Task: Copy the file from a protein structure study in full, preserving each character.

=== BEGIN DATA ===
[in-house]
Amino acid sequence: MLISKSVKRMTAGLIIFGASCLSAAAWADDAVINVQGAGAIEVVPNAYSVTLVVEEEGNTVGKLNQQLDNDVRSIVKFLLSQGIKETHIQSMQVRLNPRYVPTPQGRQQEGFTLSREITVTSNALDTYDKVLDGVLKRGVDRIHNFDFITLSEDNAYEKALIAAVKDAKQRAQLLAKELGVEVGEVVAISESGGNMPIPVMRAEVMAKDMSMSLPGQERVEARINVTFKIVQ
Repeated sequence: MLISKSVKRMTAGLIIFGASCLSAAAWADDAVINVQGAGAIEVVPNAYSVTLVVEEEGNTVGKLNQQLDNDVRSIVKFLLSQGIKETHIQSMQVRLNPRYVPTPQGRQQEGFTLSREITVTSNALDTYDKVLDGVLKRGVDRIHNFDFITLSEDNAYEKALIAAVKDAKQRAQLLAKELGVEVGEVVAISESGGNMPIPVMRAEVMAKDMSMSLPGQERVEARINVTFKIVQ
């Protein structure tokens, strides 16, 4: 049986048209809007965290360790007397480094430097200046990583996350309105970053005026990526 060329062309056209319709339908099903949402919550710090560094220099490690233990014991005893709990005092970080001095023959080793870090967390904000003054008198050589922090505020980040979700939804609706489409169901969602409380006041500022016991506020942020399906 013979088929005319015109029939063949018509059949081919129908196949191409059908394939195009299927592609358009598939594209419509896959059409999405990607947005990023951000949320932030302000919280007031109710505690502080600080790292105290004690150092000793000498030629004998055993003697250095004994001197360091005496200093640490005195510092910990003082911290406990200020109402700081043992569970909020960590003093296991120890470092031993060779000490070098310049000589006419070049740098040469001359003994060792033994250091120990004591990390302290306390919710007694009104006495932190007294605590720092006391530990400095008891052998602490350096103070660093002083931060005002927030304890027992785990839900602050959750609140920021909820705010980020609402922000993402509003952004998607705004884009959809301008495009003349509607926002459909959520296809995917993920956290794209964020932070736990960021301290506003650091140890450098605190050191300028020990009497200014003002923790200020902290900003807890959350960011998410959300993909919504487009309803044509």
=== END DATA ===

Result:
[in-house]
Amino acid sequence: MLISKSVKRMTAGLIIFGASCLSAAAWADDAVINVQGAGAIEVVPNAYSVTLVVEEEGNTVGKLNQQLDNDVRSIVKFLLSQGIKETHIQSMQVRLNPRYVPTPQGRQQEGFTLSREITVTSNALDTYDKVLDGVLKRGVDRIHNFDFITLSEDNAYEKALIAAVKDAKQRAQLLAKELGVEVGEVVAISESGGNMPIPVMRAEVMAKDMSMSLPGQERVEARINVTFKIVQ
Repeated sequence: MLISKSVKRMTAGLIIFGASCLSAAAWADDAVINVQGAGAIEVVPNAYSVTLVVEEEGNTVGKLNQQLDNDVRSIVKFLLSQGIKETHIQSMQVRLNPRYVPTPQGRQQEGFTLSREITVTSNALDTYDKVLDGVLKRGVDRIHNFDFITLSEDNAYEKALIAAVKDAKQRAQLLAKELGVEVGEVVAISESGGNMPIPVMRAEVMAKDMSMSLPGQERVEARINVTFKIVQ
């Protein structure tokens, strides 16, 4: 049986048209809007965290360790007397480094430097200046990583996350309105970053005026990526 060329062309056209319709339908099903949402919550710090560094220099490690233990014991005893709990005092970080001095023959080793870090967390904000003054008198050589922090505020980040979700939804609706489409169901969602409380006041500022016991506020942020399906 013979088929005319015109029939063949018509059949081919129908196949191409059908394939195009299927592609358009598939594209419509896959059409999405990607947005990023951000949320932030302000919280007031109710505690502080600080790292105290004690150092000793000498030629004998055993003697250095004994001197360091005496200093640490005195510092910990003082911290406990200020109402700081043992569970909020960590003093296991120890470092031993060779000490070098310049000589006419070049740098040469001359003994060792033994250091120990004591990390302290306390919710007694009104006495932190007294605590720092006391530990400095008891052998602490350096103070660093002083931060005002927030304890027992785990839900602050959750609140920021909820705010980020609402922000993402509003952004998607705004884009959809301008495009003349509607926002459909959520296809995917993920956290794209964020932070736990960021301290506003650091140890450098605190050191300028020990009497200014003002923790200020902290900003807890959350960011998410959300993909919504487009309803044509």